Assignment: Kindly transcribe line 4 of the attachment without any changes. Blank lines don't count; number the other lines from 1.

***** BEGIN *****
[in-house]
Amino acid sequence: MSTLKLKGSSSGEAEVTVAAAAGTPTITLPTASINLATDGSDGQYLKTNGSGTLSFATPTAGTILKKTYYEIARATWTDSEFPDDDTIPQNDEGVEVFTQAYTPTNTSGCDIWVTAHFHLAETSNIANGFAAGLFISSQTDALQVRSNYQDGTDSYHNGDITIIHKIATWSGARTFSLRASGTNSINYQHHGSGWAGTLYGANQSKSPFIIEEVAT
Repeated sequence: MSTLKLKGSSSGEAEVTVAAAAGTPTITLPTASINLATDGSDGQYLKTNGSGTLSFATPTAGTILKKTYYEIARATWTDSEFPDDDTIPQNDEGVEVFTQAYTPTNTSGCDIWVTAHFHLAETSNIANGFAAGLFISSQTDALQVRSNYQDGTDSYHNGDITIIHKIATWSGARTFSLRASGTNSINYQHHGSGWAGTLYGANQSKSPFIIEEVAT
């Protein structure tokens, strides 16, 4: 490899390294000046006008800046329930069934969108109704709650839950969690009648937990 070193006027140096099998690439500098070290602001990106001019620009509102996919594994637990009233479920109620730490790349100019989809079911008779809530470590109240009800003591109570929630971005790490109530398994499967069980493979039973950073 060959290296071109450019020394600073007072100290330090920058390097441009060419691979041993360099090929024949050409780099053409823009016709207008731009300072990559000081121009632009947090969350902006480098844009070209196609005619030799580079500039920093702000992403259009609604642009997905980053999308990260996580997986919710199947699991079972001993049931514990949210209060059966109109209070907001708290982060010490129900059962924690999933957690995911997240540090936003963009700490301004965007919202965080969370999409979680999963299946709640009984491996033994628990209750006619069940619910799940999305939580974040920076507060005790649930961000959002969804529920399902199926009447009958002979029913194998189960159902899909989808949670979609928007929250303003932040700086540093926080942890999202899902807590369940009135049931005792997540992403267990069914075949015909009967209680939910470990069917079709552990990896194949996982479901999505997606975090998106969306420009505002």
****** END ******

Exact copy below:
């Protein structure tokens, strides 16, 4: 490899390294000046006008800046329930069934969108109704709650839950969690009648937990 070193006027140096099998690439500098070290602001990106001019620009509102996919594994637990009233479920109620730490790349100019989809079911008779809530470590109240009800003591109570929630971005790490109530398994499967069980493979039973950073 060959290296071109450019020394600073007072100290330090920058390097441009060419691979041993360099090929024949050409780099053409823009016709207008731009300072990559000081121009632009947090969350902006480098844009070209196609005619030799580079500039920093702000992403259009609604642009997905980053999308990260996580997986919710199947699991079972001993049931514990949210209060059966109109209070907001708290982060010490129900059962924690999933957690995911997240540090936003963009700490301004965007919202965080969370999409979680999963299946709640009984491996033994628990209750006619069940619910799940999305939580974040920076507060005790649930961000959002969804529920399902199926009447009958002979029913194998189960159902899909989808949670979609928007929250303003932040700086540093926080942890999202899902807590369940009135049931005792997540992403267990069914075949015909009967209680939910470990069917079709552990990896194949996982479901999505997606975090998106969306420009505002």